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Foto below was taken on July 3, 2012.  Charles D. McAllister . . . featured here dozens of times, was assisting British Harmony (see name on lifeboat) out of IMTT Bayonne . . . for sea.  Where?  Doubleclick enlarges fotos.

Related:  note the follow-though handwork demonstrated by the line thrower below.  Where is he?  He’s not throwing the line to anything belonging to British Harmony, but he is in the same watershed.

Ditto this tug and barge.  Where it it?  Notice the water color.  Notice the name on the barge.

MANAUS on the tug is the best clue.

All fotos in this post except the first one were taken by my daughter, Myriam, who’s on the Amazon all summer as a grad student.  I bought her a camera and said . . . “tugster needs you,” and she’s been following through since mid-May while I’ve focused mostly on my end of the sixth boro, not hers.  More on this later in this post.   That’s a sweet ride below.

She’s based in Macapa and took this and all the others from her workboat.  No, she doesn’t drive it.

Cargo moves by vessels like this, and

this.  Right now Ikan Suji is Shanghai bound with a hold filled with Amazonian raw materials, I’d bet.

My guess (and I’m often wrong) on this cargo is navigational aids in the making.

I wish she’d caught the rest of the ferry . . . but there are fewer possibilities for a bow than a stern.  I’d never imagine this house/stern arrangement.

NYC’s sixth boro  . . . as all areas . . . have their

government boats.

Behold two Amazonian “rebocadores ”  Excalibur and Merlin. Click here for Smit Rebras including some interesting newbuild fotos.  Thanks to Harold Tartell for suggesting looking here.

But, not unexpectedly, vessels on the Amazon and its many fingers are as diverse as the population of that great country.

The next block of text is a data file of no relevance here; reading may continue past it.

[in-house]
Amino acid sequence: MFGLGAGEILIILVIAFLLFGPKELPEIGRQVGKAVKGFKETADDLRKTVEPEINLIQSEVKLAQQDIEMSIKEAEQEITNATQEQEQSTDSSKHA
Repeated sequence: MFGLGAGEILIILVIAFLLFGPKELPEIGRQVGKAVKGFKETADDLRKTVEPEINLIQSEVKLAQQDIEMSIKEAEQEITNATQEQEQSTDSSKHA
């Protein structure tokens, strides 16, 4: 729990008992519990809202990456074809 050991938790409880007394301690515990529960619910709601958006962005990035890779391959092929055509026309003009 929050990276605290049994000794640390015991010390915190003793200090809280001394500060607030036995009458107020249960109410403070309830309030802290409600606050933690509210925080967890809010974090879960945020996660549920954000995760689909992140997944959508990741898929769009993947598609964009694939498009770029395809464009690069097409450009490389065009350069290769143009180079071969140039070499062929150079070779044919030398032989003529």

This could be the Mississippi,

as could this.

From Macapa to Manaus upriver is 500 to 600 air miles.  Stadt Gera, in Macapa today, was in the sixth boro and on this blog  a year and a half ago.

And here’s why I put the foto of Charles D. McAllister and British Harmony first:  British Harmony is about halfway up the Amazon to Manaus as I write this.  One really can get anywhere watery from the sixth boro.    Knowing that and having concrete reminders like this are not the same.

From fishermen, people with cameras along the KVK, and Macy’s barge waiting for the 2012 Independence Day fireworks . . . to kids in wooden boats like this . . .  all seen by crew on British Harmony  on the same trip  . . . I find amazing.

I hope you enjoyed this glimpse of another watershed.   Myriam certainly has the gallivant gene.  Here’s some self-disclosure.  39 years ago  (!!) I traveled to my first professional job about 500 miles up the Congo River on a huge tugboat named Major Vangu, pushing four deck barges.  The tug had 8 or 10 “staterooms” and a bar/restaurant for paying first class passengers.   Second class were on a barge with shade, and third class slept among the cargo (barrels of fuel, trucks, crates of beer, misc .  .  .) on the other barges.  It took four days and nights to get from Kinshasa to Mbandaka, near where I spend the next two years.  The reason for the choice of a tug was the airplane was non-functioning and roads to get there would have taken weeks.   Making this realization today suggests the need for a long river trip next year. . . . hmmmm . . . .

This post is inspired by Jed’s extended resume of last April here, and a “lightbulb”  comment by Maureen.   Thanks to you both.

Related:  Several times I tried unsuccessfully to find good profile shots of Major Vangu, which sank in 1979.   Anyone have ideas on finding fotos of the old Onatra vessels like Major Vangu?

Related:  In writing this post, I stumbled onto this blog by an artist in Belem, a major Amazonian port.

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